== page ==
The majority of major energy companies have been decreasing or keeping Capital Expenditure flat for a multitude of reasons, including ESG policy, politics, lack of access to credit. However Saudi Arabian Oil Co., aka Aramco, who just overtook Apple as the world’s biggest company, plans to increase this year’s capital expenditures to $40-50 billion from nearly $32 billion in 2021. Aramco also aims to reduce its global footprint as it moves to achieve net-zero greenhouse gas emissions across the portfolio by 2050.
Aramco is majority owned by the Saudi Arabian royal family, and has been working towards a number of environmental, social and governance (ESG) initiatives underway to reduce its global footprint as it moves to achieve net-zero greenhouse gas emissions across the portfolio by 2050. That movement came about after the company was listed publicly on the Tadawul exchange.
Mindful that the Kingdom finds itself in with soaring oil and gas prices CEO Amin H. Nasser said “Energy security is vital, and we are investing for the long term.” Aramco is expanding “oil and gas production capacity to meet anticipated demand growth and creating long-term shareholder value by capitalizing on our low lifting cost, low upstream carbon intensity, and integrated downstream busines
Aramco Record Earnings
For the first quarter of 2022 Aramco announced an 82% increase in year/year net income to $39.5 billion (17 cents/share), a quarterly earnings record since the initial public offering in 2019. This was up from Q1 of 2021 net income of $21.7 billion (10 cents/share).
- Operating cash flow rose to $38.2 billion from $26.5 billion.
- Free cash flow jumped 68% to $30.6 billion.
- The debt-to-equity ratio fell to 8% at the end of March from 14% at the end of 2021.
- Upstream Hydrocarbon production was 13 million boe/d in 1Q2022. In the year-ago quarter, average output was 11.5 million boe/d. During 2021, output averaged 12.3 million boe/d.
- Dividend of $18.8 billion in the second quarter unchanged.
- Aramco plans to distribute one bonus share to stockholders for every 10 shares held. Most of the payout would be to the KSA given it owns the majority of shares.
With the war in Russia and the tension in OPEC+ no doubt Aramco remembers back in 2017 the problems with the failure of oil to substantially recover and Russia then overtaking Saudi Arabia as the leading exporter of crude to China the Kingdom. They stepped up talks with some of the world’s largest sovereign wealth funds and institutional investors for the Aramco IPO. In the end we saw a smaller IPO and only on the Saudi stock market, much the result of a collapsed oil price.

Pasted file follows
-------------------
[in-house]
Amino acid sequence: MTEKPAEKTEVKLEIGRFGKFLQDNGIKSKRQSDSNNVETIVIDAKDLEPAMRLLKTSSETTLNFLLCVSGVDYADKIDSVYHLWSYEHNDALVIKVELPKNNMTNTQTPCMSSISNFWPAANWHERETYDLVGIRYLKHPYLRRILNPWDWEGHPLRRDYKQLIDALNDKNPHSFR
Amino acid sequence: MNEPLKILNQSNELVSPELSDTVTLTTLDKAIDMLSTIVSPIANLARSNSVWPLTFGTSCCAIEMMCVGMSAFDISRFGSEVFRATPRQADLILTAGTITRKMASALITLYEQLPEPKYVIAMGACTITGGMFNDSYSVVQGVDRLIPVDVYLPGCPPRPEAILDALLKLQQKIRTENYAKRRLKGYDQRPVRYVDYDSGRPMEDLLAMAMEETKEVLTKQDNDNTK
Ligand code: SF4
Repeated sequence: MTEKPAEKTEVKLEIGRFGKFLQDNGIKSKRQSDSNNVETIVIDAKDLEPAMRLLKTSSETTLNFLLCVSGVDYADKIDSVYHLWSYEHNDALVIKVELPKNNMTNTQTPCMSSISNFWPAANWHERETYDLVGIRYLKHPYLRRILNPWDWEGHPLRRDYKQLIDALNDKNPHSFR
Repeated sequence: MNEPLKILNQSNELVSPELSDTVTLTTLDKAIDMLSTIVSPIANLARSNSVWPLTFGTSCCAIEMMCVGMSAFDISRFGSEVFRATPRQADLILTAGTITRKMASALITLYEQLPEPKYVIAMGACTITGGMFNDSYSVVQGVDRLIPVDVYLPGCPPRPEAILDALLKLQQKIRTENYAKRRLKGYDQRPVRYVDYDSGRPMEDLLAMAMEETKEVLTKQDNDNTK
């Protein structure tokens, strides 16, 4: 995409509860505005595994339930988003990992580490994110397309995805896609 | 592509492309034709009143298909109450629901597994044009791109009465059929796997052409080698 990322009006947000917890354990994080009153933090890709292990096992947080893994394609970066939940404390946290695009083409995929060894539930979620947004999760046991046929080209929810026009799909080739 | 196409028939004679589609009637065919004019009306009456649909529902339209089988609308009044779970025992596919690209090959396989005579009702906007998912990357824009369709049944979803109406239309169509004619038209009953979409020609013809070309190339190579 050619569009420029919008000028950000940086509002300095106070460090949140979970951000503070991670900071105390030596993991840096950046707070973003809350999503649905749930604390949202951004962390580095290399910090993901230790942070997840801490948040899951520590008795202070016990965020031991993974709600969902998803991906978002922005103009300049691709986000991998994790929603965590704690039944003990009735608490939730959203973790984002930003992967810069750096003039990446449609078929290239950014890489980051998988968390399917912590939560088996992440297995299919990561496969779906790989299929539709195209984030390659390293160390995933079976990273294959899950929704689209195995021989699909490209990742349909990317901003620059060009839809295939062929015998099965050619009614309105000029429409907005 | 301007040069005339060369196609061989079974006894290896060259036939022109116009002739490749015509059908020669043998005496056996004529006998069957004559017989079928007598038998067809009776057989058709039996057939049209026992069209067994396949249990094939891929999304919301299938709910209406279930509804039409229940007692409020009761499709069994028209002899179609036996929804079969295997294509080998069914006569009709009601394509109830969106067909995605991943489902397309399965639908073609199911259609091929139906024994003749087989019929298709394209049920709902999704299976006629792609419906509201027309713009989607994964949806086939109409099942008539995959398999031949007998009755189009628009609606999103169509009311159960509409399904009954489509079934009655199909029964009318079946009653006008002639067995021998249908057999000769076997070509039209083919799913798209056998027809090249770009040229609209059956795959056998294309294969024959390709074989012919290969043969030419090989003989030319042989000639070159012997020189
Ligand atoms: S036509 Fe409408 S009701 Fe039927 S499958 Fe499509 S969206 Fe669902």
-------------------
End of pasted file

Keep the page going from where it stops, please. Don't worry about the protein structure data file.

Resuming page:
From there we had the Covid19 demand crunch which was not expected and as we opined at the time what should have been expected was Russia’s betrayal of the price agreement. Fast forward and Russia have invaded Ukraine and after poorly thought ESG populist policy not enabling sound energy transition causing oil prices to spike higher before the war.
We see a more aware Aramco in 2022 with it’s flagship iktva program aims to build a “diverse, sustainable and globally competitive” supply chain to supply the Kingdom’s energy sector.. “As we collaborate with domestic and international partners to explore new and emerging technologies and solutions, from developing cleaner transport technologies to establishing low-carbon hydrogen and ammonia value chains, I am more optimistic than ever about the positive contribution we can make, both to our customers and to the ongoing global energy transition,” Nasser said.
Expanding Downstream Operations
- Aramco is acquiring a 30% stake in a 210,000 b/d refinery in Gdansk, Poland, along with sole ownership of an associated wholesale business.
- Aramco agreed to acquire a half-stake in a Polish jet fuel marketing joint venture with BP plc.
- Aramco also made a final investment decision to participate in developing a 300,000 b/d integrated refinery and petrochemical complex in China.
- Downstream consumed almost 45% of Aramco’s crude production during 1Q2022.
- The company also achieved 99.9% reliability “in its deliveries to customers” in the quarter.
Natural Gas Expansion
Natural gas output is on track to grow by 50% in 2030 with expansions in the country’s Haradh and Hawiyah fields. The projects, scheduled to be onstream by year’s end, would increase gas compression by 1.3 Bcf/d. Furthermore, the Hawiyah Gas Plant expansion, part of the Haradh Gas increment program, should ramp up in 2023.
Capital spending in 1Q2022 was $7.6 billion, down by 10% from 1Q2021, “mainly due to certain gas projects nearing completion,” management said. Capital outlays are set to increase “until around the middle of the decade, to support the company’s long-term strategy realization.”
Aramco completed a lease and leaseback deal for its natural gas pipeline network with an investor consortium led by BlackRock Real Assets and Hassana Investment Co. With an upfront payment of $15.5 billion, the consortium acquired a minority (49%) stake in a new subsidiary, Aramco Gas Pipelines Co.
Nasser said by maximizing in “high-growth areas …. Aramco captures additional value across the hydrocarbon chain, expands its sources of earnings, and provides resilience to oil price volatility.”
Voluntary Carbon Market
The Kingdom established a voluntary carbon market (VCM) with the Public Investment Fund, the country’s sovereign wealth fund. A memorandum of understanding in March makes Aramco one of five inaugural partners in the Middle East and North Africa regional voluntary carbon market (VCM).
The VCM is the first of its kind in the region, is to serve as a platform to buy, sell and trade verified carbon equivalent credit certificates.
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Sources: Financial Times, WSJ, Ellen Wald, TC
From The TradersCommunity News Desk